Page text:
NoiseMaster VI

This piece holds the potentiometer. It’s the correct thickness to allow the potentiometer to fit and the shaft to go through the hole. The holes for mounting screws are also the exact dimensions needed to work with the #4 screws I had. Making things fit together is about 90% of making.

NoiseMaster VII

Here’s a neat trick. Remember all those hard drives we took apart? Well, I saved all the magnets, and they’re handy to have around. Since they are attached to pieces of metal with mounting holes on them, I screwed one down to the board…

NoiseMaster VII

…and it’s perfect to hold a speaker in place. Really. That speaker ain’t going nowhere! You can pull it off, but it’s on securely enough that it takes some force, and it’s not going to fall off or get knocked off easily.

NoiseMaster VII

The Arduino Nano is on one of my Nano BOB boards. I use these to allow screw terminal connections to a Nano. (I really should get these listed on my Tindie store one of these days.) Power is provided by a Mini USB cable, and yes, there’s two 3D printed standoffs under the PCB. As a bonus, the wires used were pulled out of some phone wiring I rescued from a dumpster.

NoiseMaster VII

I like this one so much, I may be reusing some of the parts in another build I’m working on. Hopefully I can post about that in the coming weeks.

This is just one post in a series about noisemakers. Check out the other posts as well:

2017.09.30

dalek-headwear-0195

One of the big attractions for Maker Faire Milwaukee this year was a Guinness World Record Attempt for the “largest gathering of Daleks” and since I was drafted to be part of the “Dalek Dream Team” I thought I should make something to be part of it all.

You may have seen a few in-progress shots on Instagram of the Dalek eye which was 3D printed and then painted, but I’ll cover a bit more of the construction of the rest of it.

dalek-headwear-8796

For those of you unfamiliar, the Daleks are evil creatures from the television series Doctor Who. Above is a photo of a Dalek so you can see what the head looks like. I was aiming to replicate the head on a low-budget, and without much time as I was just a little bit busy organizing Maker Faire.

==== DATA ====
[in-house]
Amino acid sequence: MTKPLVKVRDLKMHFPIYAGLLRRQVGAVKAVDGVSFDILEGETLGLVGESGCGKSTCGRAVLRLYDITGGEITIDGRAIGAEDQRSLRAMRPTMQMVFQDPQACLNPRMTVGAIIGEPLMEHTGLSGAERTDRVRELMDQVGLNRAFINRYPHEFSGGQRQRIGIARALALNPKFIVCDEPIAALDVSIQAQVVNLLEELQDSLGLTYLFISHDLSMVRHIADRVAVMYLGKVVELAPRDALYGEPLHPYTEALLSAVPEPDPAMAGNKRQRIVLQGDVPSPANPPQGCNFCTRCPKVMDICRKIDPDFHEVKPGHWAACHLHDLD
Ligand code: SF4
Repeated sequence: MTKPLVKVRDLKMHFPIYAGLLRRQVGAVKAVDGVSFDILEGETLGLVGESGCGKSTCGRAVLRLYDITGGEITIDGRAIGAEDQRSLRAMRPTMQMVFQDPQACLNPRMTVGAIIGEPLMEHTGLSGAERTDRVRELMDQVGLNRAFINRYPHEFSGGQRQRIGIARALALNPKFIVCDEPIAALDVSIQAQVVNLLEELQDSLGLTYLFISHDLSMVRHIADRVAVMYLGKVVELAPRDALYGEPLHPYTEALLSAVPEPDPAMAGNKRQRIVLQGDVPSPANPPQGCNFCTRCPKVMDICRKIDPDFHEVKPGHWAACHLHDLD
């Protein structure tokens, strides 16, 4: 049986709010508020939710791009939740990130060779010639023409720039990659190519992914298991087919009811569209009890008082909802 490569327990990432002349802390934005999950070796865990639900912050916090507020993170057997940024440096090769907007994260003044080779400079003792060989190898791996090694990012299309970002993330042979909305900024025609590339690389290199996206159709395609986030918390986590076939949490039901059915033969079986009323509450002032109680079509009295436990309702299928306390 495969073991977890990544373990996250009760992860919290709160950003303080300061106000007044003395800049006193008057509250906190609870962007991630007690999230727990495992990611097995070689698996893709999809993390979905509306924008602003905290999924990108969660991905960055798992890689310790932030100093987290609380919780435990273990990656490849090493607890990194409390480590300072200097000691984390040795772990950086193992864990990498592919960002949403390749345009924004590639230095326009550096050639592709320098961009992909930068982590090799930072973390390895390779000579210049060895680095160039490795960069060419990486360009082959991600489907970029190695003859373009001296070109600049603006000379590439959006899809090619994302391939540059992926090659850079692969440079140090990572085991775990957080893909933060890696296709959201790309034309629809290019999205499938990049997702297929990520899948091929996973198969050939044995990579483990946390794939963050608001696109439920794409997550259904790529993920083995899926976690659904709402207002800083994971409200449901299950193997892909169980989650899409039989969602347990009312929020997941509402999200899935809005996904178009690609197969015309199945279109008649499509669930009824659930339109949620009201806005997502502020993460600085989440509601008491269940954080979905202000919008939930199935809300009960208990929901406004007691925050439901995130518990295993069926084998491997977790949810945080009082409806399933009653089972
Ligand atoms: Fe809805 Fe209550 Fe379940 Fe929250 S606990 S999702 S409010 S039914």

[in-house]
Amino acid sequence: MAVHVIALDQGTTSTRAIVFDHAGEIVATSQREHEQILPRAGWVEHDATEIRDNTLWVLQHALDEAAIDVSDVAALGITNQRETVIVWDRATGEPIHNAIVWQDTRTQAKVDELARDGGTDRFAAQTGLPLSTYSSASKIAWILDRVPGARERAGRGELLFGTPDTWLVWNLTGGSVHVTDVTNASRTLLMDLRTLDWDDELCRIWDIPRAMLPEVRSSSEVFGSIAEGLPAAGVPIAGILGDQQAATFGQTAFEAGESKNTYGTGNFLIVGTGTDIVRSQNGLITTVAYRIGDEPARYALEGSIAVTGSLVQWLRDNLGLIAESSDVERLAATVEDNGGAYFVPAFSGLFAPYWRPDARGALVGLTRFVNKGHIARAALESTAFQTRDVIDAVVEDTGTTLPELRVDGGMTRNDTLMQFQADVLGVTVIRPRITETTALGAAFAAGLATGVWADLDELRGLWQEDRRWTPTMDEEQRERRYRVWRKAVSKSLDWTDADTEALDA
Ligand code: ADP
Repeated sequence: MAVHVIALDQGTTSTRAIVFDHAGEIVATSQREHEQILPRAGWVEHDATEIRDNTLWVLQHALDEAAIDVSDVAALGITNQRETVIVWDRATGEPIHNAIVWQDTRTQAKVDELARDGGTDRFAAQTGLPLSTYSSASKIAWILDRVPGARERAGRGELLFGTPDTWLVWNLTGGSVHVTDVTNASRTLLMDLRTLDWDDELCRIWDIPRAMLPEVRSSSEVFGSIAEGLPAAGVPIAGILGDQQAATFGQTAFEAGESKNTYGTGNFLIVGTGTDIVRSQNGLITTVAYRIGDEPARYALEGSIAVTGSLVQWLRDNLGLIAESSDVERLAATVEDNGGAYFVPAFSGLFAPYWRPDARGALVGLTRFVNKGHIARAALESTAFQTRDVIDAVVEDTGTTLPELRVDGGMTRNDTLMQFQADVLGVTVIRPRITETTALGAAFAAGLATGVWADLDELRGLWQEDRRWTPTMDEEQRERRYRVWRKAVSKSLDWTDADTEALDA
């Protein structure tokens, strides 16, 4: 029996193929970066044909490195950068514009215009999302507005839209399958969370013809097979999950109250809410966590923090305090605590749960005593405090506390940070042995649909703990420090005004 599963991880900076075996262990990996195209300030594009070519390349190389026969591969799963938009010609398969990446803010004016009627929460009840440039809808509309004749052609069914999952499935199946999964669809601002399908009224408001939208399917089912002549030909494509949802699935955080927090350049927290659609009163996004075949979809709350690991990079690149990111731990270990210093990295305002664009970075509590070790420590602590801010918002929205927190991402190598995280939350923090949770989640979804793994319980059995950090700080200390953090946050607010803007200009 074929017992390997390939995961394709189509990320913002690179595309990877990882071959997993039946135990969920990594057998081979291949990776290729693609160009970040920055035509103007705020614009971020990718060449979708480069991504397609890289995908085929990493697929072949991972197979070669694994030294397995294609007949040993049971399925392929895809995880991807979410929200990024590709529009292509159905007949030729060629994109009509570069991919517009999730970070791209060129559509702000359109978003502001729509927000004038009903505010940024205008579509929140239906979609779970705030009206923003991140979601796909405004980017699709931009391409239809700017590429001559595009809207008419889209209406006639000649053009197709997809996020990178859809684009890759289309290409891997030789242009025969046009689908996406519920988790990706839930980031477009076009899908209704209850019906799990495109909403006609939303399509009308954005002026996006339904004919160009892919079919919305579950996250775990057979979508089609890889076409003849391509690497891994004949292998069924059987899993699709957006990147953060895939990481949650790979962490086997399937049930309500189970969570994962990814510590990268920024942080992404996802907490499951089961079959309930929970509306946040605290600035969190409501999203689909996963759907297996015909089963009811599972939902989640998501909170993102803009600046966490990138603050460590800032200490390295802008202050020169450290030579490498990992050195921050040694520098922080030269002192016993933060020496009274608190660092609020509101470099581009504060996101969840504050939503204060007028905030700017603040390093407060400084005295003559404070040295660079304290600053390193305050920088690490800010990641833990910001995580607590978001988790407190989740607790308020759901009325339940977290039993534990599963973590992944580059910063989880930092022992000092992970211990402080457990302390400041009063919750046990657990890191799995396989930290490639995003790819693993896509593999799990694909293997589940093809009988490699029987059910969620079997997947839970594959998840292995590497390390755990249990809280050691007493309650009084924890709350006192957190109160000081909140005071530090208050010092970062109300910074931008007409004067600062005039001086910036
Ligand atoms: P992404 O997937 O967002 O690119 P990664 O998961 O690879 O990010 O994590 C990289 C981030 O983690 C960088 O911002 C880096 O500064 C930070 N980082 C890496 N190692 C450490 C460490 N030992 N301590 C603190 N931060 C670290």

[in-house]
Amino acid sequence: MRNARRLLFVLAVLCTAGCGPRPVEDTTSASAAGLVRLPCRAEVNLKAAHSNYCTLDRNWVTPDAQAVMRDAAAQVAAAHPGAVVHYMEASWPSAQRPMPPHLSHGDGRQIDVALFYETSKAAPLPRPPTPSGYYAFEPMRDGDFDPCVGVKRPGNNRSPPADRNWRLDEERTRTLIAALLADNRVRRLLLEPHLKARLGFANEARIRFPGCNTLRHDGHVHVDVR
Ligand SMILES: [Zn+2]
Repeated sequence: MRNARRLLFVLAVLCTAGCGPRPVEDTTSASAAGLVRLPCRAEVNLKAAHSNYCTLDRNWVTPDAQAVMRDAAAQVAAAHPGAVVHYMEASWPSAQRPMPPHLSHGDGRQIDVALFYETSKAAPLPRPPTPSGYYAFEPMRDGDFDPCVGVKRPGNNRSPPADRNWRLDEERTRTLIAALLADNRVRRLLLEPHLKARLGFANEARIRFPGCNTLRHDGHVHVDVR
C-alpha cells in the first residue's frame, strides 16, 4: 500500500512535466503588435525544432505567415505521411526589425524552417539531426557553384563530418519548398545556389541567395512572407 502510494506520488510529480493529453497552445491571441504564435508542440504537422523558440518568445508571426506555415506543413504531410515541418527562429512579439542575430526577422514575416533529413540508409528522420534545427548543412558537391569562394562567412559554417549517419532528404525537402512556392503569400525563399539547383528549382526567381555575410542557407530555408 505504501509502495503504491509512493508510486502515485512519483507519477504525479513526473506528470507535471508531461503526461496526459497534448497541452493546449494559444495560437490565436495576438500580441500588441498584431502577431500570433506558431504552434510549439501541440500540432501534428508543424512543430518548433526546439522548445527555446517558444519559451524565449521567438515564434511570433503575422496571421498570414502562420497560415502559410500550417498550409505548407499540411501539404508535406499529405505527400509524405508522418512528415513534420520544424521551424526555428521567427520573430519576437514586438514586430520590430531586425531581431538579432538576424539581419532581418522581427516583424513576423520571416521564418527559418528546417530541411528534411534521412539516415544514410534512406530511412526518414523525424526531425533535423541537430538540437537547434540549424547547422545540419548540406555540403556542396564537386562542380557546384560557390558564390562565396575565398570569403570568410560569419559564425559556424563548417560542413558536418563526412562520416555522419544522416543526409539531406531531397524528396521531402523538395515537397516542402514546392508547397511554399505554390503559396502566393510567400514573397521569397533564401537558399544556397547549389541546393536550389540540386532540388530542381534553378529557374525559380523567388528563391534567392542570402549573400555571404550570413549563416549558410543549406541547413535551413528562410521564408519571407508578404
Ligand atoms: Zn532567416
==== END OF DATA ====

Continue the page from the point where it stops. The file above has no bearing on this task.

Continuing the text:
dalek-headwear-0197

I started with a large metal bowl I got from a retired science teacher who was cleaning out her house and garage that held 30 years of classroom experiments and materials. Getting the bowl (and a bag full of plungers) was pretty much the inspiration for this project… along with the fact that the folks at Dalek Asylum Milwaukee were on a rampage building Daleks at Milwaukee Makerspace every time I was there.

Once I had the bowl and acquired a lovely gold spray paint, I grabbed an eye from Thingiverse, split it in two pieces, printed it, and then painted it and attached it to the bowl with a bolt.

eye-half

I forgot to get a photo of the two halves, but this is a trick I often use, printing in two pieces and the assembling together. This time I drilled a hole through the bottom part, stuck a bolt in, and then hot glued it in place before gluing both pieces together. It worked out well.

dalek-headwear-0198

Jon (Master of the Daleks) gave me two light cages, which appear to be laser cut Acrylic glued together and painted silver, along with two ping pong balls. I then got two size PM-40 pill bottles which I Dremel’d to the right size, and put sliced in half pudding cups inside of to hold the ping pong ball at the right height.

dalek-headwear-0199

I also cut some 1/4″ Baltic Birch (by hand) to put on the bottom of the light cages. I hot glued those in place then attached Velcro® Hook and Loop so I could easily attach them to the bowl (and remove them if needed.)

dalek-headwear-0200

The next part was the most difficult. I should state that I really never make costumes or wearable things, so… yeah. I originally tried to make something with foam, and I thought about chin strap, but then I got a hard hat for about $7 on Amazon and thought that if I could attach that, it would be easily adjustable to (nearly) any size human head. The hard part was getting it attached to the bowl. I tend to deal with rectilinear things, not curvy shapes.

I brought the whole thing to Milwaukee Makerspace and asked for ideas… One member said he could make a wooden frame for it, and we did that, but it ended up being really heavy. Like.. uncomfortably heavy. I ended up removing that and using Great Stuff, as another member recommended. I’ve never used Great Stuff before, and let me tell you, it’s terrible.

I got Great Stuff on my hands, and that shit is nasty! I tried to scrub it off, and eventually using Comet cleanser, probably not the best thing to clean your hands with, but then again, Great Stuff shouldn’t be on your hands either. Wear gloves! I ended up getting my hands clean enough to not be sticky, but my fingers were stained for a few days. Yuck!

dalek-headwear-0201

I ended up spraying the Great Stuff into the bowl, then laying down plastic wrap and pushing the helmet in to shape the Great Stuff into a helmet receiving shape. It actually worked okay. Then to get the helmet to stay in place, I turned to my old friend, hot glue. There’s a liberal amount of hot glue holding the helmet to the Great Stuff. It’s ugly as Hell, but it works.